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Everything posted by Furbird

  1. If the wire is corroded, you need to do two things. First of all, figure out why it's corroding. Secondly, you have to cut past all that corrosion and get to clean wire before you put a new connector on. On Furbird, I had to replace entire runs of wire because it was so corroded from the test connector. I have no idea how it even ran as bad as some of those wires were. If you have corrosion so bad it's causing heat that far back in the wire, I'd want to know why, otherwise you'll keep fighting a problem that will never go away.
  2. 140lb rider? You mean on the back or the operator, because I'm pretty sure the average weight around here is double that!
  3. KBB shows nearly identical numbers for trade in and private party. I don't think I've ever seen that happen. Unicorn cars can pull that off I guess.
  4. Good grief, I can't believe somebody hasn't jumped on this yet. Too far for me and already 3 birds deep.
  5. 1/8th mile/slick/wheelie bars/auto shifter.
  6. I was running 10.5 on a bone stock bird when I weighed 242 lbs. Furbird was never set up for 1/4 so it would probably have blown up before it got to the big end (12/49 gearing.) I have an old PC2 but never hooked it up, even with the K&N and a full D&D system. Bike always ran fine for me.
  7. Use the straight filter in the useful threads page (I had Oreilly's match it up) and curve your own hose. Or cut off your curved metal part and attach two straight hoses to either end. No sense in spending all that money on a fuel filter.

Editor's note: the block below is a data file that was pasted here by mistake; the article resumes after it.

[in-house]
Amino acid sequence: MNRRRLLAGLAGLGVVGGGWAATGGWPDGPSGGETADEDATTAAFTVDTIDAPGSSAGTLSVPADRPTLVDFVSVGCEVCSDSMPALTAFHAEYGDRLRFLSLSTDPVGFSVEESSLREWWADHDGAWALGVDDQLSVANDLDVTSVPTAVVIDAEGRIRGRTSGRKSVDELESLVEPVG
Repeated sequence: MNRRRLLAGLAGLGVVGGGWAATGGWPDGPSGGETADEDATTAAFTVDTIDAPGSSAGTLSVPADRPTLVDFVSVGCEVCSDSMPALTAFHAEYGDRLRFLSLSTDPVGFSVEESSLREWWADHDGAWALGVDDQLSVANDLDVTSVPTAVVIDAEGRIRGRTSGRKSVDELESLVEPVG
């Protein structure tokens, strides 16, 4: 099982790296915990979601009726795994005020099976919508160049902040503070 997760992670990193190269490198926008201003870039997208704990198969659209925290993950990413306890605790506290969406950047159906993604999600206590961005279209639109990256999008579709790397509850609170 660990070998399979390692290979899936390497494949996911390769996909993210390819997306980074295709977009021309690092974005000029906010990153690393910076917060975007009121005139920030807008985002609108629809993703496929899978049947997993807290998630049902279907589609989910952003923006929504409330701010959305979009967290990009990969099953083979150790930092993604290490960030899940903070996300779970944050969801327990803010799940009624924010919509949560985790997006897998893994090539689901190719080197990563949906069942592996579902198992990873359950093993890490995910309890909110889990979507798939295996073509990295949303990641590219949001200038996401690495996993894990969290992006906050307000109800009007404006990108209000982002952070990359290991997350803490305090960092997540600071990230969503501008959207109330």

8. We don't do annual inspections here in Alabama, but since I do rebuilt inspections, I can speak on that decal. Those decals must be affixed to a permanent structure of the vehicle in close proximity to the Federal Inspection Sticker. The reason why is so that it cannot be moved to another vehicle. Your state may have similar wording in regards to annual labels which is why they attach it the way they do.
  9. You talking about this one? Salvage title... https://wausau.craigslist.org/cto/d/wausau-2004-denali-truck/6787629324.html
  10. Damn, I must be psychic as I said 4WS axles cost that much earlier. You could buy an entire quadrasteer totaled truck for that amount and have all the spare parts you could ever need. I suggest you check car-part. I see some with 3.73 for less than $1000. www.car-part.com
  11. 3500 bucks will buy you an 4WS rearend out of a GM. WTF is this thing made out of, unobtanium? Hand forged by Chuck Norris?
  12. I have the tools and have done my own, but you couldn't pay me enough to do one for somebody else. There's only two people anywhere near my area that do it, one is a shop in Mobile (that also does those driveshaft disconnects for flat towing behind an RV that I didn't know ANYBODY did anymore) and the king of diff work over in Pensacola. Last time I checked he stayed wide open because like Carlos said it's voodoo magic going on in there. No matter what, invest in a solid pinion spacer, and do NOT put a crush sleeve in there. With a solid pinion spacer, when (not if) the pinion seal goes bad and starts leaking diff fluid, you can take it off with an impact and install a new one. Try that with a crush sleeve and you'll change the preload on the bearing which will cause premature differential failure.